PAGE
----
Master Teachers: A series
Sandra Urton, a teacher at Wilmer Hutchins Elementary School, first came to work as a teacher when she heard of the district’s need for bilingual educators. Urton saw this as an opportunity to make a positive impact for youth in the community.
Now in her 15th year teaching in the district, she had previously taught two years in the state of Quintana Roo, Mexico, at the Universidad Tecnológica de Cancún, as well as in a middle school and at a language school.
Where are you from and how did you end up at Dallas ISD?
I am from Mexico City. I decided to work at Dallas ISD because I heard its need for bilingual educators, and I wanted to impact the community positively.
What drew you to education?
Before entering education, I worked in a French geophysics firm, Compagnie Generale de Geophysique, CGG.’ I was a legal advisor in charge of reviewing bids and contracts between the company and Mexico’s state-run oil company, Pemex, writing and translating legal and technical documents in French, English, and Spanish. Then, I moved to the state of Quintana Roo, Mexico, where I realized that some kids were without someone who could help them make good choices. I saw too many teens and young adults struggling with the party atmosphere of the area. They didn’t have anyone motivating them to think about their future, despite having the opportunity to do so. I realized there was a lack of role models, and I immediately understood that I wanted to be that person who could help them become successful, the one who could help them discover their talents and help them believe in themselves. I wanted to be the person who makes a difference in their lives and who would impact their future positively, therefore, I started counseling them. Later, I became a middle school teacher and part-time college professor, and, not long after, I heard of Dallas ISD’s need for bilingual teachers. I packed a bag and moved to Dallas to start teaching at Dallas ISD.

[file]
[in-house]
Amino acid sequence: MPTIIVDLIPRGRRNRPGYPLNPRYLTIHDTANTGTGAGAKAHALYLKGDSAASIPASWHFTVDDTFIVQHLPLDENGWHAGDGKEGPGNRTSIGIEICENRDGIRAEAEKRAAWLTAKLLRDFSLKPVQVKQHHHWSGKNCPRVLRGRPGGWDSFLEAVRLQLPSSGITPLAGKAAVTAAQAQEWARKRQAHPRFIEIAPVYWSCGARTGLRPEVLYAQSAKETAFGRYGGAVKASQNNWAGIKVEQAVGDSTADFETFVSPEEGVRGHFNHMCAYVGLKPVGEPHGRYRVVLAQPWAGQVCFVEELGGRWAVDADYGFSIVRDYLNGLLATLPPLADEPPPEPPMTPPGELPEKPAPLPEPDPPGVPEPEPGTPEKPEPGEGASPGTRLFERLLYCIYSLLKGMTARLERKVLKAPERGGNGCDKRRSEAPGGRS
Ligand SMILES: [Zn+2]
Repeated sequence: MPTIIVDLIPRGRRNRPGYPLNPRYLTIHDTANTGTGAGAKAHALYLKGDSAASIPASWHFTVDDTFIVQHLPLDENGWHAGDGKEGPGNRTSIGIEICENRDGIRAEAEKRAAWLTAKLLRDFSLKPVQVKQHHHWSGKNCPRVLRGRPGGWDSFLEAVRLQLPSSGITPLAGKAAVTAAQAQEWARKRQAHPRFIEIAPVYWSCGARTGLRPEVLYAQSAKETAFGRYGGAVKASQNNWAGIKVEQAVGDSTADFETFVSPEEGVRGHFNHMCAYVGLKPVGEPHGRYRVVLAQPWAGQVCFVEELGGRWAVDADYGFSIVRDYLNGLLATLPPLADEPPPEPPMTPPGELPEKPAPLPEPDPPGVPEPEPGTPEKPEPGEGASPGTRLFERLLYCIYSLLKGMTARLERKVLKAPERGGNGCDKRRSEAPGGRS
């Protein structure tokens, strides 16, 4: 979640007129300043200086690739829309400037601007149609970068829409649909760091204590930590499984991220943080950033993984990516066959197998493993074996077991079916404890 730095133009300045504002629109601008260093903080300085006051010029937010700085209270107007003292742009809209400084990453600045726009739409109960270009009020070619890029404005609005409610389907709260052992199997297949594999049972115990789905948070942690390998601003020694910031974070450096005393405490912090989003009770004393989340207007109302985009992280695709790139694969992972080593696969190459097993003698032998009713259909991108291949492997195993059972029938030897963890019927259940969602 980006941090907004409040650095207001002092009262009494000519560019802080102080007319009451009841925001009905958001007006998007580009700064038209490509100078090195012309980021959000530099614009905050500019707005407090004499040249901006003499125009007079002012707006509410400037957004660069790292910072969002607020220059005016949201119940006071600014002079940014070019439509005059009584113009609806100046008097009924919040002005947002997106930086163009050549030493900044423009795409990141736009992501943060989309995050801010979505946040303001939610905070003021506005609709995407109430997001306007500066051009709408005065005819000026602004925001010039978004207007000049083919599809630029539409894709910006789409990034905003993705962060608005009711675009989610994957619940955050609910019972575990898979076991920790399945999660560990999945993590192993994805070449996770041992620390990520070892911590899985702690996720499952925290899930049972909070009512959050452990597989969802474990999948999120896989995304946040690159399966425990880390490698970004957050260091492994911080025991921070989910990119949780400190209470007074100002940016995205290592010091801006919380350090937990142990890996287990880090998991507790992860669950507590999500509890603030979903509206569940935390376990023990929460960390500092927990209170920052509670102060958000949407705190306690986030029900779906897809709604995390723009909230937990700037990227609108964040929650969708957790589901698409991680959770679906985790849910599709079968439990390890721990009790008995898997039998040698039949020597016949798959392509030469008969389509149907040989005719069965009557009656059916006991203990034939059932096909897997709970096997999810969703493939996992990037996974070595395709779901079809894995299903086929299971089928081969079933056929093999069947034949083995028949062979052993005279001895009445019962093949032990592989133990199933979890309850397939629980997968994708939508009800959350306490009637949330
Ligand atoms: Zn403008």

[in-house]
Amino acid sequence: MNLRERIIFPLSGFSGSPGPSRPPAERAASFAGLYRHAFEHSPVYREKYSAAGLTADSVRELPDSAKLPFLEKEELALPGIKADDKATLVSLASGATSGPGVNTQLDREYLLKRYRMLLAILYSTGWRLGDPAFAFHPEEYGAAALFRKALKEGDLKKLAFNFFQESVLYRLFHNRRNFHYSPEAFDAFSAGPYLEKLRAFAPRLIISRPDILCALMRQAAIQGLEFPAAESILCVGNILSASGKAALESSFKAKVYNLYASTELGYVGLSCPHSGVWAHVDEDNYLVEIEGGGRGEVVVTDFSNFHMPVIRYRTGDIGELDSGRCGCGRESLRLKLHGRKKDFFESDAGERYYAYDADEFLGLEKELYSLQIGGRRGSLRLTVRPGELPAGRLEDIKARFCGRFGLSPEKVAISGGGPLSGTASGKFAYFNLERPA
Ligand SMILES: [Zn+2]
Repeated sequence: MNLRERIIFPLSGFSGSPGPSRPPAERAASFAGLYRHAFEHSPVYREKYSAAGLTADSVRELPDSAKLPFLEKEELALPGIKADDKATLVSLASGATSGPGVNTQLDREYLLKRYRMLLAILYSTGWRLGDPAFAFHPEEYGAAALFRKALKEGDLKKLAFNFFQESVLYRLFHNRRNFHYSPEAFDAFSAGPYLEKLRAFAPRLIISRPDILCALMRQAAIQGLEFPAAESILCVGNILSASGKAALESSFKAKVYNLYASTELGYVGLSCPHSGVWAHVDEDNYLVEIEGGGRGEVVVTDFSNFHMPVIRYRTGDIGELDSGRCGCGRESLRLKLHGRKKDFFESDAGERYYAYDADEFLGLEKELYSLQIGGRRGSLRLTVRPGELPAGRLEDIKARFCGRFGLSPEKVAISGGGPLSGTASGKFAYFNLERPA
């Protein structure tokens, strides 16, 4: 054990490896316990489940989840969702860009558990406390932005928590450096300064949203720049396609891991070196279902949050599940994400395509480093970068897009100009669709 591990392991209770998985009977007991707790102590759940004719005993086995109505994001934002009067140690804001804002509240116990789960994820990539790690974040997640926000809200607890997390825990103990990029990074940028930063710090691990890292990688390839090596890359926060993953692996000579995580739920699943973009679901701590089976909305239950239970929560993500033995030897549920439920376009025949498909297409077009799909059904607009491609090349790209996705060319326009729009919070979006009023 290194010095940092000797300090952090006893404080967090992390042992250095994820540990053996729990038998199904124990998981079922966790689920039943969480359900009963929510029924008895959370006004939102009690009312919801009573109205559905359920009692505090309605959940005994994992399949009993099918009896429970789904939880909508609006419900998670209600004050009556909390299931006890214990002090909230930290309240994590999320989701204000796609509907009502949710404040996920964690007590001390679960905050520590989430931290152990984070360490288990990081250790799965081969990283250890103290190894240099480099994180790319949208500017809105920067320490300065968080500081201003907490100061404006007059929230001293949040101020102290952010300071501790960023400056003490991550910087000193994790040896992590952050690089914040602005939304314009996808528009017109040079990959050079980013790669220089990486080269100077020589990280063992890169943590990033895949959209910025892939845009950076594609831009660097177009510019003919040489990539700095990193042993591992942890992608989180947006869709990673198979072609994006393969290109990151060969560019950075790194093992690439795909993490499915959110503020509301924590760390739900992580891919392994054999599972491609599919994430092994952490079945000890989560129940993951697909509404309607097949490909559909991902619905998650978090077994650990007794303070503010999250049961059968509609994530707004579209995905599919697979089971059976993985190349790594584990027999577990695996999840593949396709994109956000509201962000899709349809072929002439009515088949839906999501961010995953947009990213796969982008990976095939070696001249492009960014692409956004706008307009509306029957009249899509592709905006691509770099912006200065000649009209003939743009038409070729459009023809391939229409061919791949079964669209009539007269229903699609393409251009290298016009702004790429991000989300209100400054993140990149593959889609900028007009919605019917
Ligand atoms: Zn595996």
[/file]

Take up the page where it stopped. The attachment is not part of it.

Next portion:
How are you creating opportunities for students?
First of all, I take the time to know my students, and learn about what they like to do, so I can plan and create meaningful and effective learning opportunities for them. Once I know my students, I self-reflect and think of ways to reach their fullest potential. I build language and social skills along with content knowledge. I want my students to become global citizens, so I create activities where students can collaborate and engage with their peers. I pair and group them strategically, so that they can support each other and grow together. This is a powerful tool for active learning. Collaboration is a skill that will follow them throughout their lives, fostering inclusion and community empowerment. When working in groups, students learn how to interact socially and the importance of their voices being heard. I create opportunities that allow them to connect their experiences with the content to construct knowledge.
Involving students’ cultural perspectives, experiences, and identities into the classroom creates a more inclusive and relevant learning environment. I recognize the importance of acknowledging and respecting students’ cultural identities and using them as valuable resources for teaching and learning. I create opportunities for students to become lifelong learners and independent thinkers through different approaches, such as real-world applications and blended learning activities.
I foster students’ curiosity, to become innovative critical thinkers and problem solvers. I am aware of the importance of checking for understanding, so I ask students to paraphrase and monitor their own learning and justify their thinking so that misconceptions can be addressed early. I create opportunities to grow and set goals, therefore I implement constructive and timely feedback.